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Report Finds Care Varies Among—and Within—Hospitals

JULY 22, 2005 — The quality of medical care delivered in hospitals varies greatly across the country and even within hospitals themselves, according to a new report funded by the Commonwealth Fund.

"These data do not provide support for the notion that 'good' hospitals are easy to identify or consistent in their performance across conditions," the authors state in a news release. They recommend expanding data collection efforts to include more conditions and focusing quality improvement efforts on a larger number of hospitals.

In the study, published Thursday in the New England Journal of Medicine, researchers at the Harvard School of Public Health and Boston's Brigham and Women's Hospital examined hospital quality data from 2004 to examine areas such as how well hospitals perform and how consistence performance is across regions. Researchers analyzed data reported to the Centers for Medicare and Medicaid Services (CMS) under the National Quality Alliance.

The research team looked at 10 measures that reflect quality of care of three major clinical conditions: acute myocardial infarction, congestive heart failure, and pneumonia. The indicators included administering aspirin within 24 hours of arriving at the hospital, use of an angiotensin-converting enzyme, or ACE, inhibitor, and pneumococcal vaccination.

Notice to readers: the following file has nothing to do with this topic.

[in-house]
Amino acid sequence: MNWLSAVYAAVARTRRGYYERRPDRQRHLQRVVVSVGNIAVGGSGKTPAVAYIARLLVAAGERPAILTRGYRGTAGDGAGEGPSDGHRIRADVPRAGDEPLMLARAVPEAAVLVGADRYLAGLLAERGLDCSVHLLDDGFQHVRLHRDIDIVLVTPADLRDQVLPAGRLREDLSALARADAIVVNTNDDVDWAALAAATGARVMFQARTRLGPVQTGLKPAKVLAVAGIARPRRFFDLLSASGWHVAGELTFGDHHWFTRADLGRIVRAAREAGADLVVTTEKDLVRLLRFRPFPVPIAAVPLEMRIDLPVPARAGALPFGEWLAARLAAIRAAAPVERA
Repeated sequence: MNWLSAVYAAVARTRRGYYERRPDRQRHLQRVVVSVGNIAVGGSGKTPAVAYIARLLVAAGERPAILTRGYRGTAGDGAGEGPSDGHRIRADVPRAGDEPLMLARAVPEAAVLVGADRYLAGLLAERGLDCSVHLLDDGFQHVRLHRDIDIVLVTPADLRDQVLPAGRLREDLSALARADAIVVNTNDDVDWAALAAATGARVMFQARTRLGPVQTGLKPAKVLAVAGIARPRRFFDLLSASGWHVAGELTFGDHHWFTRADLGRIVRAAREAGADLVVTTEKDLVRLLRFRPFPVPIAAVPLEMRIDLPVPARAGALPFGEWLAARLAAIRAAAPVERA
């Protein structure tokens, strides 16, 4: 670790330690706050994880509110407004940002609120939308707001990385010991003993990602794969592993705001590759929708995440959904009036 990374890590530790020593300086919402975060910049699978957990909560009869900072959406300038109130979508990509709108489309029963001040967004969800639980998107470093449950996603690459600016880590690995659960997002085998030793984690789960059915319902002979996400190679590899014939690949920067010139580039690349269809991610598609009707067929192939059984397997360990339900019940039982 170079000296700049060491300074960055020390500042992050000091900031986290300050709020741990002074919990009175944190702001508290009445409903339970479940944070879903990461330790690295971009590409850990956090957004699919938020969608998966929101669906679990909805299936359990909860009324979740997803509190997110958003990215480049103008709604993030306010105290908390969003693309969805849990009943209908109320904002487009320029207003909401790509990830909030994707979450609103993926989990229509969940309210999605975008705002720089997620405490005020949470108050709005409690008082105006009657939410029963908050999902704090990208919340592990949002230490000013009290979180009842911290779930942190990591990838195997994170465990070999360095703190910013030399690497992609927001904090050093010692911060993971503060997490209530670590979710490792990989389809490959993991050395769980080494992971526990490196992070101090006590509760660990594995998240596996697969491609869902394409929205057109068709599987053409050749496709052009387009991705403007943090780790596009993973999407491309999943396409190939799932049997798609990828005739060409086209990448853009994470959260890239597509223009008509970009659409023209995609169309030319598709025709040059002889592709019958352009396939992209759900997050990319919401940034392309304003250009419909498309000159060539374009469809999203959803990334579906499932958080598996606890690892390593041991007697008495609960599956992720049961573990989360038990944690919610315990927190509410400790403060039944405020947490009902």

After adjusting for various hospitals and area characteristics, researchers found that academic hospitals had higher performance scores than nonacademic hospitals, while not-for-profit hospitals did a better job than for-profit hospitals. Hospitals in the Midwest and the Northeast outperformed those in the West and South.

Within hospitals, quality also was inconsistent, the authors said. For example, only 33 percent of hospitals in the top one-tenth of performers in treatment of acute myocardial infarction, for example, were in the top one-quarter of hospitals in treatment of pneumonia.

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